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Thread: How do I...

  1. #41
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    Quote Originally Posted by farna View Post
    ...All the instruments in a vehicle use the same 5V regulated power source...
    There is no such thing as a 5V regulated power source in my vehicle.

    On early models (prior to 1978)...
    MUCH prior--my vehicle is a 1934 Ford pickup.

    Since you indicated the car uses a 30-240 range for the fuel sending unit, it probably uses a similar range oil pressure sending unit (1978 and later, though a few vehicles, such as Jeep, continued using the older style)...
    My sending units are all universal streetrod parts--no "brand" here. Oil pressure and water temp are both 240-33 ohms (low-high) and the fuel level is 0-90 ohms (empty-full).
    Thanks,

    Dan

  2. #42
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    Dan what engine is in your truck? I guess that would not make a differance but just curious. I am using an LM34 for the temps in my pickup. And an MPX5700DP right now for oil pressure. The 5700 is a differential pressure sensor but I am going to change to an absolute sensor soon. I had the 5700 so used it. Anyway I power them off of the FB and just read the voltage. Take the voltage off the LM34 times 100 and you have the temp. And the 5700 puts out 4.5 volts at 100psi. I am using the 2907 for the speed and tach but they are not connected yet. My gas tanks are a little easier to read. They are 0 to 90 ohms. They are the only ones that I use a voltage divider for but I still use the 5 volts off of the brain. Just thought I would let you know a different way of doing things.

  3. #43
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    It has a small block Chevy in it, but there's nothing modern about it--crank-actuated mechanical fuel pump, carburetor, no ECU, etc. All of the engine-based sending units are standard, screw-in, single-lead sending units. In a "normal" situation the gauges would use 12V to power them with the "signal" coming from the resistance on the sending unit. The actual analog gauges have stepper motors in them--nothing fancy at all.

    I just want to have a clean dash with none of the usual clutter, only a single (hidden when not in use) touchscreen.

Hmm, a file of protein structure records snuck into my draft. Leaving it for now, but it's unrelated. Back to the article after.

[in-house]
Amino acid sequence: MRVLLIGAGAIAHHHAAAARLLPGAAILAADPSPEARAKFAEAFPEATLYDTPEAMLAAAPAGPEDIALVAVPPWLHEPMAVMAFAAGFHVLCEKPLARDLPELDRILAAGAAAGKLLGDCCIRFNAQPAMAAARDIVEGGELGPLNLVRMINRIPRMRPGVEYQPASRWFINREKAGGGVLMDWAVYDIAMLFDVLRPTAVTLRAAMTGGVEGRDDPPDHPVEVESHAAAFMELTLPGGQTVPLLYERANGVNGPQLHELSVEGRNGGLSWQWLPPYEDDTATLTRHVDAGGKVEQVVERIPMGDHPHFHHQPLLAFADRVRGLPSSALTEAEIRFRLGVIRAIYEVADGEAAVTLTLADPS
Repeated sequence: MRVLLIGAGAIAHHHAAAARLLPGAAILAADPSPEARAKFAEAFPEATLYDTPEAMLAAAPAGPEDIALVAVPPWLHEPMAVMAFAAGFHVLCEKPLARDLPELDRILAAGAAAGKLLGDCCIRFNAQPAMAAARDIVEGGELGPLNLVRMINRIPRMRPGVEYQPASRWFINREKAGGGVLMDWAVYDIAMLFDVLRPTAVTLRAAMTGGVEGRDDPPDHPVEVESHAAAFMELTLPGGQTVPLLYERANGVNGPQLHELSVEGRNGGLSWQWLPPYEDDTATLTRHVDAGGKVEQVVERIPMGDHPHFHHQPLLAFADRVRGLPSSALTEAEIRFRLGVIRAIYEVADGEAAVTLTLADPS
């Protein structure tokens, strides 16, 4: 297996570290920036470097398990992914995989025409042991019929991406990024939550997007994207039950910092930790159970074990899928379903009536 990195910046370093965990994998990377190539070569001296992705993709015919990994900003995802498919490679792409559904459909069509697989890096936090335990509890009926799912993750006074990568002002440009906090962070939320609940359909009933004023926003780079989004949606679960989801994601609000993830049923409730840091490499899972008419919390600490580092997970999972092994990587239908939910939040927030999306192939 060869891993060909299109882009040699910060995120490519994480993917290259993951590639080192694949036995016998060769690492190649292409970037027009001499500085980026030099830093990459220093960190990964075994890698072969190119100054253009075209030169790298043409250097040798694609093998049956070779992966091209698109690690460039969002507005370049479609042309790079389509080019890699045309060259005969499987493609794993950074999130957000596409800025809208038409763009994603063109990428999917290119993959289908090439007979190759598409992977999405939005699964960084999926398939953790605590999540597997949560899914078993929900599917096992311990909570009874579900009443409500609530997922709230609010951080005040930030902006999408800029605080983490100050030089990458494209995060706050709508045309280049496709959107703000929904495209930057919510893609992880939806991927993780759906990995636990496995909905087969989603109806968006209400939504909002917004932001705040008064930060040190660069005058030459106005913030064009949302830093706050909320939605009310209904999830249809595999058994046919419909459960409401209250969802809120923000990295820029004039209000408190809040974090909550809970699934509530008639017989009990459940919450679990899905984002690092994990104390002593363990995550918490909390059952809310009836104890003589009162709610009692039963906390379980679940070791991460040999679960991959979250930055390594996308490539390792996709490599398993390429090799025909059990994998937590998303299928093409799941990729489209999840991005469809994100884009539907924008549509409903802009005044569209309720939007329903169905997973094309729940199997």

Thanks,

    Dan

  4. #44
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    Dan
    You are doing the same thing I am. The truck was my Dads. A 76 chevy. I put a 383 in it. And want the same thing for the dash. I am going to use either a 7 or 8 inch touch screen. All the gauges are working now. I just have to paint the interior and then I will build a new instrument cluster to house the monitor. I was going to use automotive sensors but decided to build my own.

    This is pretty much what it is going to look like. I am going to change the Speedometer and Tach but the rest will stay.


  5. #45
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    The only thing I see wrong with that is the big bowtie in the middle...

    Just kidding of course, my truck is built Ford tough with Chevy parts.

    I have a number of friends that have CNC machines and I'm having one of them machine the bezel for the IC as well as my taillights. I'm making custom LED taillights that exactly fit the external stake pockets on my truck bed.
    Thanks,

    Dan

  6. #46
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    I tried putting a Ford symbol there but it kept breaking.. When you are done with your friends you can send them over to me. The big problem with mine is the bezel is not flat. So I am going to have to lay it out flat and then after all the holes are cut bend it. And I am not sure about bending aluminum. I just changed the bowtie to turn green when the oil temp is right and red if it gets too hot. If I keep changing things I will never get done.

  7. #47
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    Don't bend it, machine it to fit.

    I'm making my stuff from 2" billet aluminum and modeling it using, are you ready for this, cabinet/furniture design software! The software creates all the g-code output for the CNC so all I have to do is create a correct model.

    I have the models machined in MDF until I get them perfect then commit them to billet. After the finished product is done I polish it to a mirror finish.

    Here are some pics of the model for one of the taillight bezels. It has a step pocket on the front to hold the lens and a single pocket on the back for the wiring ti the LEDs. The front perimeter is also rounded-over.
    Attached Images Attached Images    
    Thanks,

    Dan

  8. #48
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    Dan

    That is cool what you are doing. I cannot machine mine. I would have to get a 5 inch thick piece of aluminum to do it. I might just make it out of MDF and make it look like metal. Not sure yet.

  9. #49
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    Why would it have to be so thick? My taillight bezels (above) are only 3/4" thick and will surface mount to the stake pockets.
    Thanks,

    Dan

  10. #50
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    Because of the way the goofy dash is built. They could not just make it flat or give it a slight bend. So the cluster is like this \___/ . Not that extreme but close. I forget what the angle is. The view would be from above.

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